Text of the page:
#19 jsmu

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Posted 04 March 2010 - 03:48 PM

Is it possible that the situation Macaulay laments is a reflection of everyone's enormous work load, as compared with companies with a different system? Isn't it inevitable that there will be some unevenness in a succession of Jewels performances? Or is the problem greater than that?


Sadly, the problem is far greater than that. For a Jewels example from one golden age, imagine Nichols and Calegari in Emeralds, McBride in Rubies, and Farrell in Diamonds. I saw this cast more than once, and it was even more splendid than one would imagine. This was also in a period where one could see Nichols and Ashley at their zeniths virtually every night--for several years--often on the same evening. There can hardly be a bigger workload than these two dazzling ballerinas sustained for years, in the most taxing and revealing Balanchine repertory. I probably do not need to add that NYCB's current Jewels casts are not in the same universe as the one I mentioned...nor on a par with such dancers (Nichols and Ashley aside) as Alexopoulos, Hlinka, Saland, even Fugate. Mearns may be a good dancer, but not in an iconic Verdy role.
Fairchild is efficient and usually clean. Taylor is wild, undisciplined, clearly has never fully recovered from serious injuries, and is occasionally very stimulating. This is not the level of dancing Jewels needs. It's quite true that Seay, J. Delgado, and Catoya at MCB; Nadeau and Pantastico at PNB; and Feijoo at Boston Ballet, put all of NYCB's current Jewels cast to shame and embarrassment.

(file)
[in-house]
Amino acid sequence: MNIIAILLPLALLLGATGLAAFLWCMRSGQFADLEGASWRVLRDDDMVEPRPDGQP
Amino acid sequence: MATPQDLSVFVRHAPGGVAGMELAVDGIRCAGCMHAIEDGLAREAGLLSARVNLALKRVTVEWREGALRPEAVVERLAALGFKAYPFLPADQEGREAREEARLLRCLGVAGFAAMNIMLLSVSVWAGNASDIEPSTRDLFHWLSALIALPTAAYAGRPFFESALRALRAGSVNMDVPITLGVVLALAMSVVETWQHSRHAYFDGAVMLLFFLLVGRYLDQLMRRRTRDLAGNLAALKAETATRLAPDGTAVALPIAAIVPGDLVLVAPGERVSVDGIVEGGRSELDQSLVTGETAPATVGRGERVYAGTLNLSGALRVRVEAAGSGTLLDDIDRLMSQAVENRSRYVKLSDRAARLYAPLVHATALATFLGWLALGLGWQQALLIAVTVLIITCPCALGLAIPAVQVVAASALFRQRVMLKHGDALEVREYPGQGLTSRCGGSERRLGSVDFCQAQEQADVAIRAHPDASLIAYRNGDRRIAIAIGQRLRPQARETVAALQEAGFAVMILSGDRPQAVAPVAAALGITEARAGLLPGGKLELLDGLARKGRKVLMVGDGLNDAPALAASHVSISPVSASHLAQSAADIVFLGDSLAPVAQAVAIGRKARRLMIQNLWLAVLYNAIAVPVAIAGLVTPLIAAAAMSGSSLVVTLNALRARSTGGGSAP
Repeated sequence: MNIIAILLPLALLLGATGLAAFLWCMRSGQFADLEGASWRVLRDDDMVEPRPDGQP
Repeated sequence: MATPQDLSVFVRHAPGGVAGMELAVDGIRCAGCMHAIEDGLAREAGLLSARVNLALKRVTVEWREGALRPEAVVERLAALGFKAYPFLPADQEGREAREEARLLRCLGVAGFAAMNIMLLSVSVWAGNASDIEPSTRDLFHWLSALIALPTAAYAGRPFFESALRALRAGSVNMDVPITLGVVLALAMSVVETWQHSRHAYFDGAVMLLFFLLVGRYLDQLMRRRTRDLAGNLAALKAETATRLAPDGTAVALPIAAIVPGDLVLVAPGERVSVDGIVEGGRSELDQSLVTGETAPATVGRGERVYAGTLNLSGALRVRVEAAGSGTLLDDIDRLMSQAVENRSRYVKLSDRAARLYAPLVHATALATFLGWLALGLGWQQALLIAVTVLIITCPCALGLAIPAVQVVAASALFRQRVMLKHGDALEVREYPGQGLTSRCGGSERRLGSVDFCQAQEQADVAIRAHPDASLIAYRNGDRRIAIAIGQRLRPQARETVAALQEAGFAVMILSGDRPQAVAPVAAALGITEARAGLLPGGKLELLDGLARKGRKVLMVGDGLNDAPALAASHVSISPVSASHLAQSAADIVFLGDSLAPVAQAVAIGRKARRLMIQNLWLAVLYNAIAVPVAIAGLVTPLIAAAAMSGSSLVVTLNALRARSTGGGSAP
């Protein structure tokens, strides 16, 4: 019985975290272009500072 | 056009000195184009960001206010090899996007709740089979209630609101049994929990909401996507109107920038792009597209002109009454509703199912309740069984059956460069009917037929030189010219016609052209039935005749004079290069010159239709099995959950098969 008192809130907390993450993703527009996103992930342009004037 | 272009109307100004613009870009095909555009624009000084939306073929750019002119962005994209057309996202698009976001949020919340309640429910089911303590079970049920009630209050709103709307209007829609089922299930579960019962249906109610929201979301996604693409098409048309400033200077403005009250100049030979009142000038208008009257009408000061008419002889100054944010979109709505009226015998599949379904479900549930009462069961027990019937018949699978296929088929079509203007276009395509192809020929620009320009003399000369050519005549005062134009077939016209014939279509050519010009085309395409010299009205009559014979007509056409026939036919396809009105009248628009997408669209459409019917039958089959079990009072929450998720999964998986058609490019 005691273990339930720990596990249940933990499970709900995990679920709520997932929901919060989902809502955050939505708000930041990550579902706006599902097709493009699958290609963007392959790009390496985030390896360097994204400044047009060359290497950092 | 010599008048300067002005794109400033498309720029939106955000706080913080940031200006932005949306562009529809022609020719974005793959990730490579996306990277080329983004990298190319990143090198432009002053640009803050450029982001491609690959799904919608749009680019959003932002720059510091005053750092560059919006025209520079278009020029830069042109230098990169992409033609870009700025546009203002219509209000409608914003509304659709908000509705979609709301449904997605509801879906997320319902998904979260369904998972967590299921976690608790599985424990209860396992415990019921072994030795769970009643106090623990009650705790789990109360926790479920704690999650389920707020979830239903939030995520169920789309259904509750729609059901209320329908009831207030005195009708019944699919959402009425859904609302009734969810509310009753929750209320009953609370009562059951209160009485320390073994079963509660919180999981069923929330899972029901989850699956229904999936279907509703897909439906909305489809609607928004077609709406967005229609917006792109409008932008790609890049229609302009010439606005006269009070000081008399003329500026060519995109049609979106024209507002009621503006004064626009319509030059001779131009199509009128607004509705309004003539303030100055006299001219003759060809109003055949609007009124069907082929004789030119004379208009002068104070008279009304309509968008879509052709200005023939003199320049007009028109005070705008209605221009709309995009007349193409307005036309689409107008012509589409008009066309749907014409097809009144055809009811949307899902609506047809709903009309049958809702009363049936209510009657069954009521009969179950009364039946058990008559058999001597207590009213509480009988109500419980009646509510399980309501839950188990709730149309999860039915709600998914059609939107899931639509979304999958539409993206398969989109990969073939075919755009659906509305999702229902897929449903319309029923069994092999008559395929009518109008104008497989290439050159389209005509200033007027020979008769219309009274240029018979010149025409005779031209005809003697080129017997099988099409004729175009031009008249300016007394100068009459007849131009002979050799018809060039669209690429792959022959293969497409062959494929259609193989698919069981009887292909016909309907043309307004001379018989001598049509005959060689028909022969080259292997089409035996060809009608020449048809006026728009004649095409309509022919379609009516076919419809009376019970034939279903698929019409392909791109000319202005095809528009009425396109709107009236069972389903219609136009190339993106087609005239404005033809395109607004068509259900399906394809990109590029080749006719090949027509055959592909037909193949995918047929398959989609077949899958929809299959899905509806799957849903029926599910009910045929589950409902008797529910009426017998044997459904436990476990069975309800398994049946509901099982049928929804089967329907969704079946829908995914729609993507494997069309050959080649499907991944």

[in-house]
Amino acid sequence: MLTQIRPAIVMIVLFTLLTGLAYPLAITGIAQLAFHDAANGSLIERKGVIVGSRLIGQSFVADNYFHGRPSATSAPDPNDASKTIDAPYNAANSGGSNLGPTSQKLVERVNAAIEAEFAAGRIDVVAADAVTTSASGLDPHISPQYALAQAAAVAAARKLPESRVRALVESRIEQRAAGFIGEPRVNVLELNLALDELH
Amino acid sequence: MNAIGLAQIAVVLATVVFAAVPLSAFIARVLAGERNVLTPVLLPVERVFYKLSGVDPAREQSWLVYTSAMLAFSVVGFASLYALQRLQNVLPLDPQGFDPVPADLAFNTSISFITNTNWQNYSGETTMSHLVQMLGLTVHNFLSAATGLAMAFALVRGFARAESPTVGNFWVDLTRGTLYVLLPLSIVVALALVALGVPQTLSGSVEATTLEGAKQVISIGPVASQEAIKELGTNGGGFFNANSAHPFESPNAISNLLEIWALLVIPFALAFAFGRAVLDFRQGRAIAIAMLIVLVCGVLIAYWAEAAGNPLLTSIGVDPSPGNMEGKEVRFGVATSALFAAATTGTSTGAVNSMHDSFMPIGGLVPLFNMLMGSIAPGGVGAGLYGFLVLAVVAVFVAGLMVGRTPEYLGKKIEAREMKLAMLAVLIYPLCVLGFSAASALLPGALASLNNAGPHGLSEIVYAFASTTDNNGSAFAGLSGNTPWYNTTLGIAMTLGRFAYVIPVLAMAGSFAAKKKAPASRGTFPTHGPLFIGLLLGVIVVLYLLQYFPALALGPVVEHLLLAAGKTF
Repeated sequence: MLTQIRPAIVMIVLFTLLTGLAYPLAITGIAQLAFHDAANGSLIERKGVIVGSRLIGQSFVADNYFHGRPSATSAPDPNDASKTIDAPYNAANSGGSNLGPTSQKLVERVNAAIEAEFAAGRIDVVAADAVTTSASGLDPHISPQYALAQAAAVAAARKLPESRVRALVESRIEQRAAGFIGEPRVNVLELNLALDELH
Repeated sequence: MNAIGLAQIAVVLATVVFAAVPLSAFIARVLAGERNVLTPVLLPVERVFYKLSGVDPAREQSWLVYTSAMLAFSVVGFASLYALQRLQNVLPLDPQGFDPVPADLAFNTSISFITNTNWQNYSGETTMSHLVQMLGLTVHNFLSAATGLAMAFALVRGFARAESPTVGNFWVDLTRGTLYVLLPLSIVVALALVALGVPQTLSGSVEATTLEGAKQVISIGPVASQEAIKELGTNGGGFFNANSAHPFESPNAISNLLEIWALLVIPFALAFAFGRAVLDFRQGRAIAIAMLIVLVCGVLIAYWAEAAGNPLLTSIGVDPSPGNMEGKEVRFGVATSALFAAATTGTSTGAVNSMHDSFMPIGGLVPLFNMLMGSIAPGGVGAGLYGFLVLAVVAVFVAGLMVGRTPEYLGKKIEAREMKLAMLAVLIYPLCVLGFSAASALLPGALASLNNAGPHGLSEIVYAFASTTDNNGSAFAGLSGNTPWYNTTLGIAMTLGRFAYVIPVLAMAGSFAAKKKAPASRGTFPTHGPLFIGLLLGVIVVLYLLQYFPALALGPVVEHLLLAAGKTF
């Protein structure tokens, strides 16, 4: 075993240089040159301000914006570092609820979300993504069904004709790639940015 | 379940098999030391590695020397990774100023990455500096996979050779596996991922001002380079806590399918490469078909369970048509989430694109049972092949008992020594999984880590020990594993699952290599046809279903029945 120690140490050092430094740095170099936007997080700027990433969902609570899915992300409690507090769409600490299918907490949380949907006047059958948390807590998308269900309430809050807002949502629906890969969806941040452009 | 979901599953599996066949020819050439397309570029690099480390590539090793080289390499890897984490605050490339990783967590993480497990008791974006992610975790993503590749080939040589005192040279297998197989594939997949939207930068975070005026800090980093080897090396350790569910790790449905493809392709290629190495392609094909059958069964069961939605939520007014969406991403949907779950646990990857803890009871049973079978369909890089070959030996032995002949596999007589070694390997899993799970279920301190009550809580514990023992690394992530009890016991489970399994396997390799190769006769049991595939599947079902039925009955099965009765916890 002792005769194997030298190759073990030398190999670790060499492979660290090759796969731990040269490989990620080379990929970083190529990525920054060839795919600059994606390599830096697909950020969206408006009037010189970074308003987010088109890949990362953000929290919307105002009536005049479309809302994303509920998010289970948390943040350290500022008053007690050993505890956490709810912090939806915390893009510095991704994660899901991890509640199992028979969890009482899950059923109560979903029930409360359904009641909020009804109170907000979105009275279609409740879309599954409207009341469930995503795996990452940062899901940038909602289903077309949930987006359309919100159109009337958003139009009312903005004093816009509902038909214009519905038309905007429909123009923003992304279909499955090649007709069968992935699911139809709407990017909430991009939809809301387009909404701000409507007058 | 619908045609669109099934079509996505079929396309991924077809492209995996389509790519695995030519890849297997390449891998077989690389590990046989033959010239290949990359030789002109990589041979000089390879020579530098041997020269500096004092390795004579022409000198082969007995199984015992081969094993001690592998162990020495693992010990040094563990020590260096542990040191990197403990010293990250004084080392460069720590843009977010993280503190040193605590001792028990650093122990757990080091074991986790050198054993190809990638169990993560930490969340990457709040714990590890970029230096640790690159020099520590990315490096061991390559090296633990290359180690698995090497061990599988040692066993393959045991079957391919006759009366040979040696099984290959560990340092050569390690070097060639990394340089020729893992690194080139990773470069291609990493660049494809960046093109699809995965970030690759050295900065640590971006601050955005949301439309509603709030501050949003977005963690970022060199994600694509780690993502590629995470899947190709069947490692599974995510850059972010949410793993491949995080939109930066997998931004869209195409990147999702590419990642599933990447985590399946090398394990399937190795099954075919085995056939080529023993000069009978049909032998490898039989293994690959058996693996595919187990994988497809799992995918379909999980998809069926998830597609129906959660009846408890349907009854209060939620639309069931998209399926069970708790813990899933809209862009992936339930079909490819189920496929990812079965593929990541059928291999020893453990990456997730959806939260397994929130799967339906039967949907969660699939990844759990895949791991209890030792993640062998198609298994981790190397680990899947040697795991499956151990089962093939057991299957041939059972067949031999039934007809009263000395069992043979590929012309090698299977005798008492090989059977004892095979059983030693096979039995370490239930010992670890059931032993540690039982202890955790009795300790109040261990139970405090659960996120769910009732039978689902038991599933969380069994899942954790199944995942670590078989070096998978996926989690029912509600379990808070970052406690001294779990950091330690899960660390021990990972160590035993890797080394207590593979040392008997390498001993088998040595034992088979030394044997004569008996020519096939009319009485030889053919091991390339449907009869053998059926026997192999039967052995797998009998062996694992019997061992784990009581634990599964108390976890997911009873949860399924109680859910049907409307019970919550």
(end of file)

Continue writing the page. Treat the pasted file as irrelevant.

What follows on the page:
#20 carbro

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Posted 04 March 2010 - 05:40 PM

A lot of this comes down to personal taste, of course, but I was never a huge fan of Kyra Nichols (heresy, I know) and even less of a fan of Merrill Ashley, unless she was going 90 mph. I have to go quite a while back -- before Calegari (whom I did like) or other ballerinas who came up in the '70s and '80s, to find one whose Diamonds left as strong an impression on me as the one Sara Mearns danced this season. Suddenly, I see Mearns as a world-class ballerina. There are stronger technicians, but what an amazing stylistic range she has! What fluidity of movement! What imagination!

I think between Mearns, Bouder and Tiler Peck, with Kathryn Morgan coming up, NYCB has a mini-golden age of young or youngish ballerinas (maybe not so mini :) ). Unfortunately, its male roster is not so golden. The company does not excel at developing its male talent from within the ranks. Martins imported Garcia. We can see how Robert Fairchild continues to develop. I hope Tyler Angle can become more consistent, because I really like him when he's on. Hopefully, the promise that Chase Finlay displayed in his first solo role was not deceptive.

But I don't think it's only the principals who determine the quality of a company. More important is the aptly termed corps de ballet. You can have a brilliant lead cast, but if the corps isn't good, the ballet as a whole will fall apart. In this regard, NYCB runs the gamut.

#21 DeborahB

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Posted 04 March 2010 - 06:00 PM